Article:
One of the Fishrot accused Ricardo Gustavo is set to appeal the refusal to grant him bail by magistrate Johannes Shuuveni in the Windhoek High Court.
The matter is set to be heard this coming Friday before Windhoek High Court Acting Judge Kobus Miller.
Shuuveni refused to release him on bail, as it would not be in the interest of the administration of justice or public interest, pending his trial on corruption and fraud allegations surfacing from the Fishrot scandal that has made international headlines. He also said the charges faced by Gustavo are very serious and if convicted, it would result in a lengthy prison sentence.
He further said Gustavo did not “proffer” any defence to the charges he is facing for the court to consider.
The magistrate also said Gustavo is not a suitable candidate for bail in relation to Section 61 of the Criminal Procedure Act, which states: “If an accused who is in custody in respect of any offence referred to in Part IV of Schedule 2 applies under Section 60 to be released on bail in respect of such offence, the court may, notwithstanding that it is satisfied that it is unlikely that the accused, if released on bail, will abscond or interfere with any witness for the prosecution or with the police investigation, refuse the application for bail if in the opinion of the court, after such inquiry as it deems necessary, it is in the interest of the public or the administration of justice that the accused be retained in custody pending his or her trial.”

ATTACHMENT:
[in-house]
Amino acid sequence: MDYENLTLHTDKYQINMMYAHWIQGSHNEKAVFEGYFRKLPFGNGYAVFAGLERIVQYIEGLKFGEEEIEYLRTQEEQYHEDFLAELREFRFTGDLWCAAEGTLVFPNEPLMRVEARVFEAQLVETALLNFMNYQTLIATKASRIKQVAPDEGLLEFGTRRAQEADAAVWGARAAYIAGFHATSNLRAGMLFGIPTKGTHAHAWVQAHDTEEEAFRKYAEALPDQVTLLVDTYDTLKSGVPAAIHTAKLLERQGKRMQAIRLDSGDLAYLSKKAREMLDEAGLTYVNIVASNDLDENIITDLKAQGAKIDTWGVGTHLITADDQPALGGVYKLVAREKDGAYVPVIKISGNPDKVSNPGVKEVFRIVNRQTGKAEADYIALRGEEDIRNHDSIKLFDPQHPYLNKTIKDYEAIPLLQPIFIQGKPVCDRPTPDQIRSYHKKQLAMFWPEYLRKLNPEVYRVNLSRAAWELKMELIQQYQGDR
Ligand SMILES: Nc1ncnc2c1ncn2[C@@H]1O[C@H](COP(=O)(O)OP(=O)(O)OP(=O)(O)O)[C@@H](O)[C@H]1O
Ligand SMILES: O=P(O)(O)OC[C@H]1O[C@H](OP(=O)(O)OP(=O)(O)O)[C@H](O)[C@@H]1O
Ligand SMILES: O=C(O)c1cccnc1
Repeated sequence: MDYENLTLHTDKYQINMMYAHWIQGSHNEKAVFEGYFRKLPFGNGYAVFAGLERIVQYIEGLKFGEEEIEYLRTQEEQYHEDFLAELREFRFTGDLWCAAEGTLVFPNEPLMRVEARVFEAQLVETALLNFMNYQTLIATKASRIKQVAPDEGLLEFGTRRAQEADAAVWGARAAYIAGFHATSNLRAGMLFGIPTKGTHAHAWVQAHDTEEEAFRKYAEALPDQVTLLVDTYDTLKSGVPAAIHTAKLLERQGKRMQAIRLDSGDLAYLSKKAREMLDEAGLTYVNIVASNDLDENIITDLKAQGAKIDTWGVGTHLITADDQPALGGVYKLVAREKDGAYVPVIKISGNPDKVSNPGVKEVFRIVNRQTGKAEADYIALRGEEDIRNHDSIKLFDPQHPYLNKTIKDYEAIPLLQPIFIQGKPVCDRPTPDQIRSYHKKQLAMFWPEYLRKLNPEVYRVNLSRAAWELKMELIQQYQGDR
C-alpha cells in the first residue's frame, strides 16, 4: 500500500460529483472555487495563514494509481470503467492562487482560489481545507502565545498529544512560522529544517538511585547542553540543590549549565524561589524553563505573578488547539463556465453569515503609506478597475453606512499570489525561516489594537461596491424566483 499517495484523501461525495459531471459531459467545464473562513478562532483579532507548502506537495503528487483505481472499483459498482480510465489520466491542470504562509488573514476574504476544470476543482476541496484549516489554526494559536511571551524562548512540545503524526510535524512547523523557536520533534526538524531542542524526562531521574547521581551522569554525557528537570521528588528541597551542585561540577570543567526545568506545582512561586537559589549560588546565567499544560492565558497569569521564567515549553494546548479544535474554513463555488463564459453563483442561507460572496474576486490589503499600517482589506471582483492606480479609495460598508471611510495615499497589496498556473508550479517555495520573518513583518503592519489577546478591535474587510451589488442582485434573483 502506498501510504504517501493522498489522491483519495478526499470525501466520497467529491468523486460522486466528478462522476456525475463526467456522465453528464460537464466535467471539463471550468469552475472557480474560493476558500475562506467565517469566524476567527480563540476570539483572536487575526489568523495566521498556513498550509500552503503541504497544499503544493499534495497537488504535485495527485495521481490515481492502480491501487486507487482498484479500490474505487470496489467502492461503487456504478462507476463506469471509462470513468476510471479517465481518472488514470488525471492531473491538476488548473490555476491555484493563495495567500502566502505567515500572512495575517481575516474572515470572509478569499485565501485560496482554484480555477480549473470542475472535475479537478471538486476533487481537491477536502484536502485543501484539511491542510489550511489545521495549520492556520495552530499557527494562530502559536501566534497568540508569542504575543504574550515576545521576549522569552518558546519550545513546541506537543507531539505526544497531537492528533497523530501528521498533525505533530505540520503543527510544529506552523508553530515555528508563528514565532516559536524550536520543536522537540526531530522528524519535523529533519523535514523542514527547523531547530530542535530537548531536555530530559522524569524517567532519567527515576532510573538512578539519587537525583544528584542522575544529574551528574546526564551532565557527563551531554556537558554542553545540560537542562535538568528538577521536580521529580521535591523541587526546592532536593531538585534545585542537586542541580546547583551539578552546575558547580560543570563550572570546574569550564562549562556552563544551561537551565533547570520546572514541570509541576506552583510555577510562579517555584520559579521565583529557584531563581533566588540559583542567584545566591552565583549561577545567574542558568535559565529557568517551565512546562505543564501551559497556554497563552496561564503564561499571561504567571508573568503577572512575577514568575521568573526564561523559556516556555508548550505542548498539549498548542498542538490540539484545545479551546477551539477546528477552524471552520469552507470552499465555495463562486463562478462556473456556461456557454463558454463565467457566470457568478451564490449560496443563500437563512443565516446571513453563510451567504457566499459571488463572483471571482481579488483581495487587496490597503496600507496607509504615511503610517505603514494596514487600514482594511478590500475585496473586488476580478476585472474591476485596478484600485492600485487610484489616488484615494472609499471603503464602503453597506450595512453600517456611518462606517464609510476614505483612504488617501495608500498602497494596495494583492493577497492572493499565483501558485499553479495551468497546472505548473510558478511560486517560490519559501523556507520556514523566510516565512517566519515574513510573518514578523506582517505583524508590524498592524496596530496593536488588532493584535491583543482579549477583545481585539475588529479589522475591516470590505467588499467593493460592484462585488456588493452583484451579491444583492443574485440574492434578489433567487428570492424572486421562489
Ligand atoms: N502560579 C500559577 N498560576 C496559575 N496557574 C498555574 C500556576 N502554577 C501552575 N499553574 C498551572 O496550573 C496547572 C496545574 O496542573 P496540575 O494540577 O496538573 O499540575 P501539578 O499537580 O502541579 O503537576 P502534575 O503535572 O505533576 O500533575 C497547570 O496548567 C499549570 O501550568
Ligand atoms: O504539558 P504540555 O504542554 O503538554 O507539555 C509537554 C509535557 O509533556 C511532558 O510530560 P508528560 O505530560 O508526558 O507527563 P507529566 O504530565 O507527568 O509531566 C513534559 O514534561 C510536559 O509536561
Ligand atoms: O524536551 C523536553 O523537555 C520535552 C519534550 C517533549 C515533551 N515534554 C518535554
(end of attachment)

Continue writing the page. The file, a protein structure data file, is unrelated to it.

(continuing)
In his notice of appeal, Gustavo claims that the magistrate erred when he found that this section has relevance in the matter at hand. He further stated the court was wrong when it found that he is a dangerous offender from whom the public need protection and further that the finding that it would not be in the interest of the administration of justice because of the seriousness of the offences alone, to release him on bail is fundamentally wrong.
Gustavo claims the court erred in law when it found that due to the serious nature of the charges, a long term of imprisonment would be inescapable where there “exists a plethora of authorities to the contrary.”
He says the magistrate was wrong when he found the interest of justice would not be served if he is released on bail while he failed to make finding as to the strength of the State’s case and that he did not proffer any defence to the allegations where such a finding is clearly not supported by evidence led during the bail application.
Lastly, Gustavo said the court erred in law by drawing an adverse inference from his exercise of his constitutional right not to answer some questions.
Gustavo is the sole member of an entity, Namgomar Pesca Namibia, which had a horse mackerel fishing quota in Namibia.
The company had a catching agreement with an Icelandic-owned firm that allegedly paid more than N$103 million in kickbacks to Esau, Shanghala, James Hatuikulipi, Tamson Hatuikulipi and Gustavo. He will be represented by Trevor Brockerhoff and the State by Ed Marondedze and Cliff Lutibezi.